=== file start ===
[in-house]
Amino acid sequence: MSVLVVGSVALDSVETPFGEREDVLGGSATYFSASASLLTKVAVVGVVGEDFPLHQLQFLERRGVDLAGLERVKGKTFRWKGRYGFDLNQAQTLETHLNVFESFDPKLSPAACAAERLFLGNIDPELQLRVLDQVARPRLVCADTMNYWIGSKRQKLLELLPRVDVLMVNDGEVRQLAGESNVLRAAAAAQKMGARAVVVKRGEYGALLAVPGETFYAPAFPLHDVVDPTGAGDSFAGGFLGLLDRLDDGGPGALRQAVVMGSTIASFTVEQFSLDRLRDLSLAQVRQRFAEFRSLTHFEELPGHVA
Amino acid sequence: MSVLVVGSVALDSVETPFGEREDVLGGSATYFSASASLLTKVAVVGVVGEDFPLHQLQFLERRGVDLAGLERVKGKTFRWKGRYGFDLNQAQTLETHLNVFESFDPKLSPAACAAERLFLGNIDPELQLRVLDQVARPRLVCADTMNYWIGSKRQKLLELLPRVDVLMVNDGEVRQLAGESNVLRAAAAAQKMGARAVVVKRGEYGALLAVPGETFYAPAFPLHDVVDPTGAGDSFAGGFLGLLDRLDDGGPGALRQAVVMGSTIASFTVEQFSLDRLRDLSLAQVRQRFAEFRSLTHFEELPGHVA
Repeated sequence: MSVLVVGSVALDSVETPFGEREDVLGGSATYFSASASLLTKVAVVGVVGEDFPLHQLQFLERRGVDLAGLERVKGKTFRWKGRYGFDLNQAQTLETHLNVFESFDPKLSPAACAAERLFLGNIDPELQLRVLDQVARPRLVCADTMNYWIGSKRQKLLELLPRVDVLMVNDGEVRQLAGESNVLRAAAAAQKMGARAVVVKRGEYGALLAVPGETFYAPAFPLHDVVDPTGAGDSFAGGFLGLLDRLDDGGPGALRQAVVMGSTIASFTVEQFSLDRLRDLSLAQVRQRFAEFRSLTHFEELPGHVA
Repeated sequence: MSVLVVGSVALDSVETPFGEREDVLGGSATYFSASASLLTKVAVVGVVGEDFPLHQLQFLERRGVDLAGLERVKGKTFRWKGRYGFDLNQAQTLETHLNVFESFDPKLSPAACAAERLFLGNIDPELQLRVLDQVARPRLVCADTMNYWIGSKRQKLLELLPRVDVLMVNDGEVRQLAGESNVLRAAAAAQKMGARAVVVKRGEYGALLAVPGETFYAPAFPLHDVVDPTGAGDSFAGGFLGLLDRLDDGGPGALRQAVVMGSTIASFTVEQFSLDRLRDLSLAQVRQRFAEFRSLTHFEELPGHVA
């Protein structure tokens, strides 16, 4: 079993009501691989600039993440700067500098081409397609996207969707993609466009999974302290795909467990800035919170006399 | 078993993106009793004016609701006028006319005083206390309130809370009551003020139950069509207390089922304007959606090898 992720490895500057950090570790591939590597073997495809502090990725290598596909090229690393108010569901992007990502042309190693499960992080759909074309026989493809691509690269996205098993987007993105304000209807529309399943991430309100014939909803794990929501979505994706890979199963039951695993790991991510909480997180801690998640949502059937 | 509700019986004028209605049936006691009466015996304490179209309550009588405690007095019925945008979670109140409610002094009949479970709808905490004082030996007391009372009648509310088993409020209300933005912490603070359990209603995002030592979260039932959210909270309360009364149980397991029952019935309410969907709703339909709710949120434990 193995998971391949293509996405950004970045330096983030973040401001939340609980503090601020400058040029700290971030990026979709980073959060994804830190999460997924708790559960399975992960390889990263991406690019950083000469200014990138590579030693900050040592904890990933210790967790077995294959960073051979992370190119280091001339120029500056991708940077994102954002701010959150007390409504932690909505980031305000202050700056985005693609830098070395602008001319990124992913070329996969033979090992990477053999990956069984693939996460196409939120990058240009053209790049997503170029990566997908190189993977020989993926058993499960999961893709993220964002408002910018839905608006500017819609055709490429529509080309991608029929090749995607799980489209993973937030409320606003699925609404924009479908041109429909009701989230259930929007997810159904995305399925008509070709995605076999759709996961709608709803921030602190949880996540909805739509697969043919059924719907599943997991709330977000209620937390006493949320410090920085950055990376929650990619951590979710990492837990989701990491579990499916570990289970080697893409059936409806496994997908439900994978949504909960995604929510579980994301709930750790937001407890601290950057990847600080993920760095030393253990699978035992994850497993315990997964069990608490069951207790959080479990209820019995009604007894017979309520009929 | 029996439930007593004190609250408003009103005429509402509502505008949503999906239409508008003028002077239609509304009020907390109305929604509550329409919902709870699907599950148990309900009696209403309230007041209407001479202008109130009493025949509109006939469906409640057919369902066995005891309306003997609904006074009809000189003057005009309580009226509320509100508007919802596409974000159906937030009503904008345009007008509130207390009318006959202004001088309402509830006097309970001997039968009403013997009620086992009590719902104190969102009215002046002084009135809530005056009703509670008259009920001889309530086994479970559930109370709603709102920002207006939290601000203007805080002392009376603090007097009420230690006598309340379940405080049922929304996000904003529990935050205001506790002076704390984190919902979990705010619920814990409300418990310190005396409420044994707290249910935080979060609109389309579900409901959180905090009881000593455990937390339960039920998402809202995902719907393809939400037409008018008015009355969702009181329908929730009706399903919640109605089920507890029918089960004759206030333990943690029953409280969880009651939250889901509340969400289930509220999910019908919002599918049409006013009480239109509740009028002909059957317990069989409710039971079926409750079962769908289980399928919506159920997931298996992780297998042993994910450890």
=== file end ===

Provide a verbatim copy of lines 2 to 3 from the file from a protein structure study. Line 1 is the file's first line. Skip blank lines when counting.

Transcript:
Amino acid sequence: MSVLVVGSVALDSVETPFGEREDVLGGSATYFSASASLLTKVAVVGVVGEDFPLHQLQFLERRGVDLAGLERVKGKTFRWKGRYGFDLNQAQTLETHLNVFESFDPKLSPAACAAERLFLGNIDPELQLRVLDQVARPRLVCADTMNYWIGSKRQKLLELLPRVDVLMVNDGEVRQLAGESNVLRAAAAAQKMGARAVVVKRGEYGALLAVPGETFYAPAFPLHDVVDPTGAGDSFAGGFLGLLDRLDDGGPGALRQAVVMGSTIASFTVEQFSLDRLRDLSLAQVRQRFAEFRSLTHFEELPGHVA
Amino acid sequence: MSVLVVGSVALDSVETPFGEREDVLGGSATYFSASASLLTKVAVVGVVGEDFPLHQLQFLERRGVDLAGLERVKGKTFRWKGRYGFDLNQAQTLETHLNVFESFDPKLSPAACAAERLFLGNIDPELQLRVLDQVARPRLVCADTMNYWIGSKRQKLLELLPRVDVLMVNDGEVRQLAGESNVLRAAAAAQKMGARAVVVKRGEYGALLAVPGETFYAPAFPLHDVVDPTGAGDSFAGGFLGLLDRLDDGGPGALRQAVVMGSTIASFTVEQFSLDRLRDLSLAQVRQRFAEFRSLTHFEELPGHVA